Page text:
Here's the other song from that SNL episode, "Them Heavy People"

Kate Bush - Them Heavy People (Live)

| MySpace Video

Bonus video - Here's "Wuthering Heights" from her first album, The Kick Inside (the songs from the first two videos are also from this album):

Friday, January 29, 2010

This is how you deal with terrorists

Treat them like common criminals: capture, give them a fair trial, and let them hang themselves. It worked quite well with Scott Roeder, the American Taliban wannabe who killed Dr. George Tiller, who was found guilty of first degree murder and two counts of aggravated assault after a jury deliberated for 37 minutes.

One reason I won't party with the Tea Party crowd:

Continued appeals to puerile racist impulses. There's that old line about "giving your money to people with minds that hate." We'll if one wanted me to give money or time to people or groups who trade in racial hatred, you're going to be waiting an eternity - don't even bother. There's plenty that is dysfunctional about our political system that can be discussed and challenged without personalizing things or playing on fear or bigotry. The leaders and rank and file of the Tea Party "movement" or whatever you want to call it have consistently failed to do so.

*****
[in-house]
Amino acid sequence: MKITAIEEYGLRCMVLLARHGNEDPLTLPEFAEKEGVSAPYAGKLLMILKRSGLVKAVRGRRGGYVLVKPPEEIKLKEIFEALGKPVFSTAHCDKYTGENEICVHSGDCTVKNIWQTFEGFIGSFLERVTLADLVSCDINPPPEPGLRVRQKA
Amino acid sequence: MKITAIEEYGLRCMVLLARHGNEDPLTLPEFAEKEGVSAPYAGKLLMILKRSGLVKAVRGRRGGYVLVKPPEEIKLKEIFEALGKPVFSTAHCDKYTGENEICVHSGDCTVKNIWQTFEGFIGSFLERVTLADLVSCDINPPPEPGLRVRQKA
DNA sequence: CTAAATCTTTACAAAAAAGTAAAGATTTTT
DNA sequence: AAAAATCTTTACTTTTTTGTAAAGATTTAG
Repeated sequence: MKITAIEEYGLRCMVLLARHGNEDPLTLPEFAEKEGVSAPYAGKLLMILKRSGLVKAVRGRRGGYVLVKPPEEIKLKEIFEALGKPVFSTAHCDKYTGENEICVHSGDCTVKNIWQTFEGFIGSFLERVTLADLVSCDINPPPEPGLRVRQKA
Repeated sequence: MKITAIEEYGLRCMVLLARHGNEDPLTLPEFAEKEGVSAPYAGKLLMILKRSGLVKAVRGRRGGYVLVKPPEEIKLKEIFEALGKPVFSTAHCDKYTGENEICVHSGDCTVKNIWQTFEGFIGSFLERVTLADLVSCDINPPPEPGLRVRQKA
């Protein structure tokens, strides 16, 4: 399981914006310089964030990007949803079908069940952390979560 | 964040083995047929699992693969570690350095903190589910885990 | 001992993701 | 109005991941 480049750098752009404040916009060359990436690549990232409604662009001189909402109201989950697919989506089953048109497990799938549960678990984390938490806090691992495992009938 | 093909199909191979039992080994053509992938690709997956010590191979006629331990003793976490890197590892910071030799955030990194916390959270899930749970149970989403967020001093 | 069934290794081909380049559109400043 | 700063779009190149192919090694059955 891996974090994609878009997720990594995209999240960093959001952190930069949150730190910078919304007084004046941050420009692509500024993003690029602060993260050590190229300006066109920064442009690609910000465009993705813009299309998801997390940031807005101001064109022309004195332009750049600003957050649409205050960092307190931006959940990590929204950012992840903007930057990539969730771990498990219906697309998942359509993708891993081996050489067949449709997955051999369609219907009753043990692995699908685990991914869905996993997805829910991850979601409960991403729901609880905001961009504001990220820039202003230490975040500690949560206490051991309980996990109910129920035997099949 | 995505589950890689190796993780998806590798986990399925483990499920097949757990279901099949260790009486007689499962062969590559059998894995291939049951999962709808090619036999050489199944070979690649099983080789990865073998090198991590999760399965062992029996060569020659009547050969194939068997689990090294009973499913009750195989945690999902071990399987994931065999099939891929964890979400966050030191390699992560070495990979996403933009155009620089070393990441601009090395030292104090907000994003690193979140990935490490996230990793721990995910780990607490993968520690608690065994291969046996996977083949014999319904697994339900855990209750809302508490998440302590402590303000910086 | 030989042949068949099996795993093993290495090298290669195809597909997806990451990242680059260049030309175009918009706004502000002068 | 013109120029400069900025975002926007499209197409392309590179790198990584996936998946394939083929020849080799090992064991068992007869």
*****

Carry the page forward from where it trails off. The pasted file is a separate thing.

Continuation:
Thursday, January 28, 2010

Big mistake

So Bernanke gets a second term as Fed chair. Whoopee! Supposedly, we should be thrilled that his margin of confirmation was the weakest for a Fed chairperson ever. Simon Johnson would retort that the Senate screwed the proverbial pooch in reappointing him. Others seem hopeful that Bernanke got the message. I'm guessing such hope is false. Looking at the roll call vote was worthwhile. The 30 members who voted "nay" deserve kudos. Some surely are coming up for re-election this year, and probably were merely giving themselves some cover as to avoid electoral disaster in November.

The Senator in my state, Coburn, who is up this year for re-election voted "yea" which really didn't surprise me, as I recall he was perfectly cool with the Great American Swindle also known as TARP. Not that Coburn really cares - his strategy in this state is simply to mumble about Jesus, abortion, gays, and Islamists (in other words throw plenty of red meat to the culture warriors) and skate to victory.

I'll be curious to check what some of the more economics-savvy bloggers have to say about Bernanke's impending second term. I don't expect too much happiness at the prospect.